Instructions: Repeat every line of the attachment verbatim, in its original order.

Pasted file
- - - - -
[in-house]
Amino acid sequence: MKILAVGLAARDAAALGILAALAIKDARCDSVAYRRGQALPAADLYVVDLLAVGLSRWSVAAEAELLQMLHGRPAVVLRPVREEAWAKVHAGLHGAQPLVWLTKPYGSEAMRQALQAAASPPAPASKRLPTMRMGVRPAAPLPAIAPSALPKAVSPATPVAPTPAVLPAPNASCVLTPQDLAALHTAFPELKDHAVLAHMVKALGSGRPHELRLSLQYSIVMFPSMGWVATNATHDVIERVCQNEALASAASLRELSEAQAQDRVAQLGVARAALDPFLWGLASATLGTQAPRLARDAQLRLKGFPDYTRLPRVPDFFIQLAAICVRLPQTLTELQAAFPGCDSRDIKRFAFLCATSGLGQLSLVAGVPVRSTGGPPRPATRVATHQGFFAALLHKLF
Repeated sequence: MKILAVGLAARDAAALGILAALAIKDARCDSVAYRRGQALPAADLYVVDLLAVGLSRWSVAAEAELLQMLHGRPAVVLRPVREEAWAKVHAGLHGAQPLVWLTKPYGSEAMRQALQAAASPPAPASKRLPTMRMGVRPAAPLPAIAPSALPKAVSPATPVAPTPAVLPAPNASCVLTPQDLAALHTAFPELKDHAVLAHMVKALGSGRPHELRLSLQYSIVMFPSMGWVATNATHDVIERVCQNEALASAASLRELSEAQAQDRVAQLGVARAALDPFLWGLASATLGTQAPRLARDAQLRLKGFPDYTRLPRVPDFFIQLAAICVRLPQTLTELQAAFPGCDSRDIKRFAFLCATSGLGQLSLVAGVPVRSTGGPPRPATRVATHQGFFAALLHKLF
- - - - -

[in-house]
Amino acid sequence: MKILAVGLAARDAAALGILAALAIKDARCDSVAYRRGQALPAADLYVVDLLAVGLSRWSVAAEAELLQMLHGRPAVVLRPVREEAWAKVHAGLHGAQPLVWLTKPYGSEAMRQALQAAASPPAPASKRLPTMRMGVRPAAPLPAIAPSALPKAVSPATPVAPTPAVLPAPNASCVLTPQDLAALHTAFPELKDHAVLAHMVKALGSGRPHELRLSLQYSIVMFPSMGWVATNATHDVIERVCQNEALASAASLRELSEAQAQDRVAQLGVARAALDPFLWGLASATLGTQAPRLARDAQLRLKGFPDYTRLPRVPDFFIQLAAICVRLPQTLTELQAAFPGCDSRDIKRFAFLCATSGLGQLSLVAGVPVRSTGGPPRPATRVATHQGFFAALLHKLF
Repeated sequence: MKILAVGLAARDAAALGILAALAIKDARCDSVAYRRGQALPAADLYVVDLLAVGLSRWSVAAEAELLQMLHGRPAVVLRPVREEAWAKVHAGLHGAQPLVWLTKPYGSEAMRQALQAAASPPAPASKRLPTMRMGVRPAAPLPAIAPSALPKAVSPATPVAPTPAVLPAPNASCVLTPQDLAALHTAFPELKDHAVLAHMVKALGSGRPHELRLSLQYSIVMFPSMGWVATNATHDVIERVCQNEALASAASLRELSEAQAQDRVAQLGVARAALDPFLWGLASATLGTQAPRLARDAQLRLKGFPDYTRLPRVPDFFIQLAAICVRLPQTLTELQAAFPGCDSRDIKRFAFLCATSGLGQLSLVAGVPVRSTGGPPRPATRVATHQGFFAALLHKLF